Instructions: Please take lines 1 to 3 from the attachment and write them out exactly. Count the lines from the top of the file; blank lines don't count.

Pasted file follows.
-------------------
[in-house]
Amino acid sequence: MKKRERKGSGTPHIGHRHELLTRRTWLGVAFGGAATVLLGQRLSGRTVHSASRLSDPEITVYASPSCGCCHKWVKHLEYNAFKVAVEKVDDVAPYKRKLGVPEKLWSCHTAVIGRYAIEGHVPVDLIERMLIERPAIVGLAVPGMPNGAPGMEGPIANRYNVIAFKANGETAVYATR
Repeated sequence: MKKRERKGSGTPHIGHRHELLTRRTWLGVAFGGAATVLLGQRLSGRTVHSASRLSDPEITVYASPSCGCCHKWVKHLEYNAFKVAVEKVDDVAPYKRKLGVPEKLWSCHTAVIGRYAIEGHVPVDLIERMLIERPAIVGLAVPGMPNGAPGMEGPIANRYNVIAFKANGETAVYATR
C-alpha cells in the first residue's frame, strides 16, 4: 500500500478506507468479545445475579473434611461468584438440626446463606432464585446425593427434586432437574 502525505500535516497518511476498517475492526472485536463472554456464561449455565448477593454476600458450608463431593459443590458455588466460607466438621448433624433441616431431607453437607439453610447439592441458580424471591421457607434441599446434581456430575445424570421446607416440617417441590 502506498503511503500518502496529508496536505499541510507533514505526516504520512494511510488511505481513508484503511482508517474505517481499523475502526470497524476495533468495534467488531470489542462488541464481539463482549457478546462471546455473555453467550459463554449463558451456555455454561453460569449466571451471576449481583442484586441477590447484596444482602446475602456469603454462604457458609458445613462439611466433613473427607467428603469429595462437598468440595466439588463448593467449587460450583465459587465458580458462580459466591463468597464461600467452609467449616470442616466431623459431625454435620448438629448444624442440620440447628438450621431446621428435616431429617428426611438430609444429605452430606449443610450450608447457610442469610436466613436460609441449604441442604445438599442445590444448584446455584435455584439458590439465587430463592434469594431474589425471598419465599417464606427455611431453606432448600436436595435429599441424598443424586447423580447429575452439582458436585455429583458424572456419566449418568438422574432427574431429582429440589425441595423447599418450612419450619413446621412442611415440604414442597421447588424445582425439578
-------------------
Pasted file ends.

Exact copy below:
[in-house]
Amino acid sequence: MKKRERKGSGTPHIGHRHELLTRRTWLGVAFGGAATVLLGQRLSGRTVHSASRLSDPEITVYASPSCGCCHKWVKHLEYNAFKVAVEKVDDVAPYKRKLGVPEKLWSCHTAVIGRYAIEGHVPVDLIERMLIERPAIVGLAVPGMPNGAPGMEGPIANRYNVIAFKANGETAVYATR
Repeated sequence: MKKRERKGSGTPHIGHRHELLTRRTWLGVAFGGAATVLLGQRLSGRTVHSASRLSDPEITVYASPSCGCCHKWVKHLEYNAFKVAVEKVDDVAPYKRKLGVPEKLWSCHTAVIGRYAIEGHVPVDLIERMLIERPAIVGLAVPGMPNGAPGMEGPIANRYNVIAFKANGETAVYATR